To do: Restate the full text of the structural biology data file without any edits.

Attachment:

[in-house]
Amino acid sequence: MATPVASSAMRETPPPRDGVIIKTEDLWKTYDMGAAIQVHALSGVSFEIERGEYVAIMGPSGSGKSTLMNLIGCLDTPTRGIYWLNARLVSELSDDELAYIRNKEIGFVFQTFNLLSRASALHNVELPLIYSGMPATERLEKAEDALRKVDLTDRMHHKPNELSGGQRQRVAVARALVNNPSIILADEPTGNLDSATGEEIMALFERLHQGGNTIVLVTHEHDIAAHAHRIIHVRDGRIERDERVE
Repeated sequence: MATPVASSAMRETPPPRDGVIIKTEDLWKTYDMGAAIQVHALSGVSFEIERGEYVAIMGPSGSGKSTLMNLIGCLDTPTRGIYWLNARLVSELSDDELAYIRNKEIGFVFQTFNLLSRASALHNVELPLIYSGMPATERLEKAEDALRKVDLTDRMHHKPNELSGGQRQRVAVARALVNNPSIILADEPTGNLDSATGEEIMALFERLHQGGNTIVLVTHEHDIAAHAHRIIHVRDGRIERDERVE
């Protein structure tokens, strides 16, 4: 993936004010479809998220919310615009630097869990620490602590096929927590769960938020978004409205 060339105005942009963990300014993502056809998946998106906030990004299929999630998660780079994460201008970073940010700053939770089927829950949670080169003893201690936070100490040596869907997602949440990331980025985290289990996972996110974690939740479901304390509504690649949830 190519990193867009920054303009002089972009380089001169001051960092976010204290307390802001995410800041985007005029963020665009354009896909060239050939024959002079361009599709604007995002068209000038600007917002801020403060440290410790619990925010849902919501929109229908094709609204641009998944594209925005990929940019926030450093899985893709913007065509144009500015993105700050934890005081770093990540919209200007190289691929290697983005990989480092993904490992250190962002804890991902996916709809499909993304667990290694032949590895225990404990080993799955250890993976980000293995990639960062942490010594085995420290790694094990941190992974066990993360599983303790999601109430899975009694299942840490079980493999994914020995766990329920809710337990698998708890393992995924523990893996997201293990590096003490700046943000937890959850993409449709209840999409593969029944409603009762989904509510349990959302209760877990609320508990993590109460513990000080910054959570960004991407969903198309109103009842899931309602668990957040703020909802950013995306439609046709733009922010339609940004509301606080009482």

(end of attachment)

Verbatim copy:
[in-house]
Amino acid sequence: MATPVASSAMRETPPPRDGVIIKTEDLWKTYDMGAAIQVHALSGVSFEIERGEYVAIMGPSGSGKSTLMNLIGCLDTPTRGIYWLNARLVSELSDDELAYIRNKEIGFVFQTFNLLSRASALHNVELPLIYSGMPATERLEKAEDALRKVDLTDRMHHKPNELSGGQRQRVAVARALVNNPSIILADEPTGNLDSATGEEIMALFERLHQGGNTIVLVTHEHDIAAHAHRIIHVRDGRIERDERVE
Repeated sequence: MATPVASSAMRETPPPRDGVIIKTEDLWKTYDMGAAIQVHALSGVSFEIERGEYVAIMGPSGSGKSTLMNLIGCLDTPTRGIYWLNARLVSELSDDELAYIRNKEIGFVFQTFNLLSRASALHNVELPLIYSGMPATERLEKAEDALRKVDLTDRMHHKPNELSGGQRQRVAVARALVNNPSIILADEPTGNLDSATGEEIMALFERLHQGGNTIVLVTHEHDIAAHAHRIIHVRDGRIERDERVE
């Protein structure tokens, strides 16, 4: 993936004010479809998220919310615009630097869990620490602590096929927590769960938020978004409205 060339105005942009963990300014993502056809998946998106906030990004299929999630998660780079994460201008970073940010700053939770089927829950949670080169003893201690936070100490040596869907997602949440990331980025985290289990996972996110974690939740479901304390509504690649949830 190519990193867009920054303009002089972009380089001169001051960092976010204290307390802001995410800041985007005029963020665009354009896909060239050939024959002079361009599709604007995002068209000038600007917002801020403060440290410790619990925010849902919501929109229908094709609204641009998944594209925005990929940019926030450093899985893709913007065509144009500015993105700050934890005081770093990540919209200007190289691929290697983005990989480092993904490992250190962002804890991902996916709809499909993304667990290694032949590895225990404990080993799955250890993976980000293995990639960062942490010594085995420290790694094990941190992974066990993360599983303790999601109430899975009694299942840490079980493999994914020995766990329920809710337990698998708890393992995924523990893996997201293990590096003490700046943000937890959850993409449709209840999409593969029944409603009762989904509510349990959302209760877990609320508990993590109460513990000080910054959570960004991407969903198309109103009842899931309602668990957040703020909802950013995306439609046709733009922010339609940004509301606080009482």